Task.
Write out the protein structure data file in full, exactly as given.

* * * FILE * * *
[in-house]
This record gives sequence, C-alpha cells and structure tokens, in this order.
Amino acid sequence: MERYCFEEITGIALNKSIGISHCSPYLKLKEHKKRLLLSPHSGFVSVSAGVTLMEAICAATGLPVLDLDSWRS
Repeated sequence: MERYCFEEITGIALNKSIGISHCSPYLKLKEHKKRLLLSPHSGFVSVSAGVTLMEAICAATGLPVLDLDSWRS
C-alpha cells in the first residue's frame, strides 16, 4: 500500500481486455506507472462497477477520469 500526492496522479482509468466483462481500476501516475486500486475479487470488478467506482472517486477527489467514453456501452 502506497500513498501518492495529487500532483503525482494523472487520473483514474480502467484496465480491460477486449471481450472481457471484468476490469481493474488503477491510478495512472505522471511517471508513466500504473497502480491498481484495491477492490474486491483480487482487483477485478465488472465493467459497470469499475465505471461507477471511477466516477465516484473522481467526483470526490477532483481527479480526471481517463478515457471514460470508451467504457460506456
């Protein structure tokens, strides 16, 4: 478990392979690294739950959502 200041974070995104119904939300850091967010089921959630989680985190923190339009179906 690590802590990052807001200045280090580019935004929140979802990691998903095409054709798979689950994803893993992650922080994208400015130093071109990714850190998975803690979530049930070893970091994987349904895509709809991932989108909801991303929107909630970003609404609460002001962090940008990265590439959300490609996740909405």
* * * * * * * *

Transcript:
[in-house]
This record gives sequence, C-alpha cells and structure tokens, in this order.
Amino acid sequence: MERYCFEEITGIALNKSIGISHCSPYLKLKEHKKRLLLSPHSGFVSVSAGVTLMEAICAATGLPVLDLDSWRS
Repeated sequence: MERYCFEEITGIALNKSIGISHCSPYLKLKEHKKRLLLSPHSGFVSVSAGVTLMEAICAATGLPVLDLDSWRS
C-alpha cells in the first residue's frame, strides 16, 4: 500500500481486455506507472462497477477520469 500526492496522479482509468466483462481500476501516475486500486475479487470488478467506482472517486477527489467514453456501452 502506497500513498501518492495529487500532483503525482494523472487520473483514474480502467484496465480491460477486449471481450472481457471484468476490469481493474488503477491510478495512472505522471511517471508513466500504473497502480491498481484495491477492490474486491483480487482487483477485478465488472465493467459497470469499475465505471461507477471511477466516477465516484473522481467526483470526490477532483481527479480526471481517463478515457471514460470508451467504457460506456
């Protein structure tokens, strides 16, 4: 478990392979690294739950959502 200041974070995104119904939300850091967010089921959630989680985190923190339009179906 690590802590990052807001200045280090580019935004929140979802990691998903095409054709798979689950994803893993992650922080994208400015130093071109990714850190998975803690979530049930070893970091994987349904895509709809991932989108909801991303929107909630970003609404609460002001962090940008990265590439959300490609996740909405």